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Virginia executes man who killed House of Freaks singer and his family

Virginia has executed a man convicted of killing two young girls and their parents, one of whom was a during a New Year's Day home invasion more than 11 years ago.

Ricky Gray, 39, participated in the killings of 7 in the first days of 2006

In this Jan. 3, 2007, file photo, Ricky Gray is escorted from the county courthouse in Culpeper, Va. Gray was put to death for the murders of Stella and Ruby Harvey. The girls and their parents, Bryan and Kathryn Harvey, were slain in their home after enduring hours of terror. (Mike Morones/The Free Lance-Star via AP)

Virginia has executed a man convicted of killing two young girls and their parents during a New Year's Day home invasion more than 11 years ago.

Authorities say 39-year-old Ricky Gray was pronounced dead at 9:42 p.m. Wednesday following a lethal injection at the Greensville Correctional Center in Jarratt, Va.

Asked if he had any last words, he responded, "Nope."

Gray was sentenced to death for the slayings of nine-year-old Stella Harvey and her four-year-old sister Ruby. Gray also was convicted of killing their parents, Bryan and Kathryn Harvey. The family was attacked when their front door was open as they prepared to hold a holiday party.

All were found in their burning home in Richmond, bound, beaten, stabbed and with their throats cut.

The well-known family's slaying rocked Virginia's capital city and was followed by the killing of another Richmond family less than a week later.

In this May 17, 1996 file photo Kathryn and Bryan Harvey pose in their store in Richmond, Va. (Alexa Welch Edlund/Richmond Times-Dispatch via AP)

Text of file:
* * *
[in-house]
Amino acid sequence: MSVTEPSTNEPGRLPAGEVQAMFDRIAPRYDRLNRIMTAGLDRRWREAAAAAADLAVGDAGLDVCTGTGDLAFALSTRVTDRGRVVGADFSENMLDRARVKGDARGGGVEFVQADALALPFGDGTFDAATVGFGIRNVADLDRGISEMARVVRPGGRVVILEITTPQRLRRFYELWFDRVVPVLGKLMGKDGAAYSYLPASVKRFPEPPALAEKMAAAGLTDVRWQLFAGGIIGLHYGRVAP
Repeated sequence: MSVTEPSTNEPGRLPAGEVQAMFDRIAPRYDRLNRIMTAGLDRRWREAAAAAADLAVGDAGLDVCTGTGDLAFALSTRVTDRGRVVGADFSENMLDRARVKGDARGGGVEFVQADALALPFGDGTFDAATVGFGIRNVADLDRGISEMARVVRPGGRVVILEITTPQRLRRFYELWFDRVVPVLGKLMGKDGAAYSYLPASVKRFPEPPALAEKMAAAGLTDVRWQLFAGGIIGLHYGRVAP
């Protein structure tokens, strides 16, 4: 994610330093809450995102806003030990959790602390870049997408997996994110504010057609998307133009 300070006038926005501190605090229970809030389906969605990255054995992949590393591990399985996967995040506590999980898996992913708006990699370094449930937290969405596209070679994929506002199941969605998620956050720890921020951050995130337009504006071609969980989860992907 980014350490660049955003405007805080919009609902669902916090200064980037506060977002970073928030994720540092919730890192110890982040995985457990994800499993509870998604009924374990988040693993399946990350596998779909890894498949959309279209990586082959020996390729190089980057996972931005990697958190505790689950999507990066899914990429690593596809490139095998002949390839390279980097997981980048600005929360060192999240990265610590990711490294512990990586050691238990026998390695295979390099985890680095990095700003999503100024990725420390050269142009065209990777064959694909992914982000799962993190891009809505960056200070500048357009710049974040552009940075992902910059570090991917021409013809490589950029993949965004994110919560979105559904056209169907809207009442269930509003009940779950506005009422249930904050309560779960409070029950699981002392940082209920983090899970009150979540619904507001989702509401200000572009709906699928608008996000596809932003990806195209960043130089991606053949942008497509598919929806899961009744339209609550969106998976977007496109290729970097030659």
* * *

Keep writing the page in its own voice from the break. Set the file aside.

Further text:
Bryan Harvey, along with Johnny Hott, formed House of Freaks in the 1980s, a rare two-person rock group that predated the likes of White Stripes and The Black Keys. With Harvey as singer and guitarist, the band received college radio airplay and released four albums, including a major label release with Warner Bros.

Harvey then went on in the early 1990s to record two albums in the group Gutterball, which included members of Dream Syndicate, The Long Ryders and The Silos.

He continued playing in bands in his local area and had recently performed a gig hours before the slayings.

Kathryn Harvey was co-owner of a popular Richmond toy store, the World of Mirth.

The family was getting ready to host friends for a chili dinner when Gray and his nephew, Ray Dandridge, were looking for a home to rob and spotted their open front door. Court records show the men tied up the family in the basement and Gray slashed their throats and bashed their heads with a hammer before setting their home on fire and fleeing with a computer, a wedding ring and a basket of cookies.

Gray also confessed to participating in the slaying of 21-year-old Ashley Baskerville, her mother Mary Baskerville-Tucker and stepfather Percyell Tucker days after the Harvey deaths, but wasn't tried in that case. Gray and Dandridge said Ashley Baskerville had served as a lookout for them during the Harvey slayings.

Va. won't release drug provider details

Dandridge pleaded guilty to the Tucker-Baskerville slayings and is serving a life sentence.

Virginia officials said in advance that they planned to use midazolam and potassium chloride from a compounding pharmacy whose identity is secret under a new state law. Virginia would be the first state to use compounded midazolam or compounded potassium chloride, according to Gray's attorneys.

Grey's attorneys had challenged the state's lethal injection plan, saying that even a firing squad would be more humane. Midazolam has come under fire after several problematic executions in other states, with critics arguing that it causes inmates to suffer a painful death because it cannot reliably render them unconscious.

Gray's attorneys had asked the U.S. Supreme Court to put execution plans on hold so they could pursue a lethal injection challenge. But the high court earlier Wednesday evening denied the request without explanation in a one-sentence order.

Gray's lawyers had earlier asked Virginia Gov. Terry McAuliffe to spare the inmate's life, saying his actions were the result of drug use aimed at numbing years of sexual abuse by his older brother when he was a child. Gray says he was high on PCP at the time of the Harvey slayings and doesn't remember much.

McAuliffe said he found no reason to intervene, adding he believed Gray received a fair and impartial trial.

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